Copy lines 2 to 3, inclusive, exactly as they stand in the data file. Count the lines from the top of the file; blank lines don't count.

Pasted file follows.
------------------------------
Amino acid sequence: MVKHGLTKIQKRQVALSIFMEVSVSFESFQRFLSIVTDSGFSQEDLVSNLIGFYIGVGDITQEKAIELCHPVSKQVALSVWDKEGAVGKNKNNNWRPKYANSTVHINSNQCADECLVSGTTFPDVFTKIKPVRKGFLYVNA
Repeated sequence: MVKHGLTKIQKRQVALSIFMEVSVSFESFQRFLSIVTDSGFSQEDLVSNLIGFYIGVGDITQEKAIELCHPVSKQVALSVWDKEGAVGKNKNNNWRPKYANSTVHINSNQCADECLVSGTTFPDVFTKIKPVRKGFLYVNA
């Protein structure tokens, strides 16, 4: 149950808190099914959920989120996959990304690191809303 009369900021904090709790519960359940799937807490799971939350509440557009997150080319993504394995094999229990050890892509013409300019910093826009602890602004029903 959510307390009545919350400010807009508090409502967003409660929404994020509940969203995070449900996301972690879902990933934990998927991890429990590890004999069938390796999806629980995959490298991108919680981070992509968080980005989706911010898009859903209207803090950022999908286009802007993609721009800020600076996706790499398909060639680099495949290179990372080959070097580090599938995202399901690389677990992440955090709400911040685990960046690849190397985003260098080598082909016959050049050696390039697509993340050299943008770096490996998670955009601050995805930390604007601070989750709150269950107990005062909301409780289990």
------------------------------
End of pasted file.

Repeated sequence: MVKHGLTKIQKRQVALSIFMEVSVSFESFQRFLSIVTDSGFSQEDLVSNLIGFYIGVGDITQEKAIELCHPVSKQVALSVWDKEGAVGKNKNNNWRPKYANSTVHINSNQCADECLVSGTTFPDVFTKIKPVRKGFLYVNA
């Protein structure tokens, strides 16, 4: 149950808190099914959920989120996959990304690191809303 009369900021904090709790519960359940799937807490799971939350509440557009997150080319993504394995094999229990050890892509013409300019910093826009602890602004029903 959510307390009545919350400010807009508090409502967003409660929404994020509940969203995070449900996301972690879902990933934990998927991890429990590890004999069938390796999806629980995959490298991108919680981070992509968080980005989706911010898009859903209207803090950022999908286009802007993609721009800020600076996706790499398909060639680099495949290179990372080959070097580090599938995202399901690389677990992440955090709400911040685990960046690849190397985003260098080598082909016959050049050696390039697509993340050299943008770096490996998670955009601050995805930390604007601070989750709150269950107990005062909301409780289990």